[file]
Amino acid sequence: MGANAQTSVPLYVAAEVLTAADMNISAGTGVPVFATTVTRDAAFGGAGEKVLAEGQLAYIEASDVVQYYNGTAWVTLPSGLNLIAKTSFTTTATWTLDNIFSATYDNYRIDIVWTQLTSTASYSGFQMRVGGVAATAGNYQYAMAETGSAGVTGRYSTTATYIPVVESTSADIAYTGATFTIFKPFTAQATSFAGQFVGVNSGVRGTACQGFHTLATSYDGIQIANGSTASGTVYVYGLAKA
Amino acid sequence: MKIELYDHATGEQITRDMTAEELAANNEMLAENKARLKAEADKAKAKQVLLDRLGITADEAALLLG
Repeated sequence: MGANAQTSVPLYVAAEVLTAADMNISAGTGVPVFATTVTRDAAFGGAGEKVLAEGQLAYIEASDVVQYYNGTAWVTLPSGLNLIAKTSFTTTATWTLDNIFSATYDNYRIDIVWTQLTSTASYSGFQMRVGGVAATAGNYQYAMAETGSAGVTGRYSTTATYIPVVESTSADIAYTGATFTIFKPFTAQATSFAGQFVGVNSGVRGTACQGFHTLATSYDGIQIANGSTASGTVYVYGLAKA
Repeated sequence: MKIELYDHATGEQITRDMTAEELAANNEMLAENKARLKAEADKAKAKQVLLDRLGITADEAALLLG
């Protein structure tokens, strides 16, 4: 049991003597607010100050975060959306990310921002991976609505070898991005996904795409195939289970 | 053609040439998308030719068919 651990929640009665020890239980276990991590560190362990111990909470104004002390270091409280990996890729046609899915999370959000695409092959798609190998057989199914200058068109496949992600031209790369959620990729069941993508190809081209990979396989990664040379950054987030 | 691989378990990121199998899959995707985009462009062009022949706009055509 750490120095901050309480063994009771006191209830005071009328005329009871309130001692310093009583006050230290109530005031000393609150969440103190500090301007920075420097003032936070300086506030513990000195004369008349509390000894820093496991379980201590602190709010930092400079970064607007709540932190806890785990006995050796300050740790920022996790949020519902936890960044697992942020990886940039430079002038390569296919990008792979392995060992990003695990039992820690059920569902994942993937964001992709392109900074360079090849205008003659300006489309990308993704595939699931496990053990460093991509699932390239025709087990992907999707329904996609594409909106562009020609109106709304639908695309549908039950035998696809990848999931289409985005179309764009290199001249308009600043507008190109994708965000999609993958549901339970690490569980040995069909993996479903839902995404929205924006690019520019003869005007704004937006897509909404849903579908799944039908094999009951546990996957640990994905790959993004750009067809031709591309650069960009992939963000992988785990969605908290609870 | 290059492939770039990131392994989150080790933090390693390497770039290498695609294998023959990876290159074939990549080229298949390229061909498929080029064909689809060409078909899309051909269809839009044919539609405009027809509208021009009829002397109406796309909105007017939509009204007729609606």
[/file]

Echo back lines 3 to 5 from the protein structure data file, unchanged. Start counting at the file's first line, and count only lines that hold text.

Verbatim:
Repeated sequence: MGANAQTSVPLYVAAEVLTAADMNISAGTGVPVFATTVTRDAAFGGAGEKVLAEGQLAYIEASDVVQYYNGTAWVTLPSGLNLIAKTSFTTTATWTLDNIFSATYDNYRIDIVWTQLTSTASYSGFQMRVGGVAATAGNYQYAMAETGSAGVTGRYSTTATYIPVVESTSADIAYTGATFTIFKPFTAQATSFAGQFVGVNSGVRGTACQGFHTLATSYDGIQIANGSTASGTVYVYGLAKA
Repeated sequence: MKIELYDHATGEQITRDMTAEELAANNEMLAENKARLKAEADKAKAKQVLLDRLGITADEAALLLG
């Protein structure tokens, strides 16, 4: 049991003597607010100050975060959306990310921002991976609505070898991005996904795409195939289970 | 053609040439998308030719068919 651990929640009665020890239980276990991590560190362990111990909470104004002390270091409280990996890729046609899915999370959000695409092959798609190998057989199914200058068109496949992600031209790369959620990729069941993508190809081209990979396989990664040379950054987030 | 691989378990990121199998899959995707985009462009062009022949706009055509 750490120095901050309480063994009771006191209830005071009328005329009871309130001692310093009583006050230290109530005031000393609150969440103190500090301007920075420097003032936070300086506030513990000195004369008349509390000894820093496991379980201590602190709010930092400079970064607007709540932190806890785990006995050796300050740790920022996790949020519902936890960044697992942020990886940039430079002038390569296919990008792979392995060992990003695990039992820690059920569902994942993937964001992709392109900074360079090849205008003659300006489309990308993704595939699931496990053990460093991509699932390239025709087990992907999707329904996609594409909106562009020609109106709304639908695309549908039950035998696809990848999931289409985005179309764009290199001249308009600043507008190109994708965000999609993958549901339970690490569980040995069909993996479903839902995404929205924006690019520019003869005007704004937006897509909404849903579908799944039908094999009951546990996957640990994905790959993004750009067809031709591309650069960009992939963000992988785990969605908290609870 | 290059492939770039990131392994989150080790933090390693390497770039290498695609294998023959990876290159074939990549080229298949390229061909498929080029064909689809060409078909899309051909269809839009044919539609405009027809509208021009009829002397109406796309909105007017939509009204007729609606």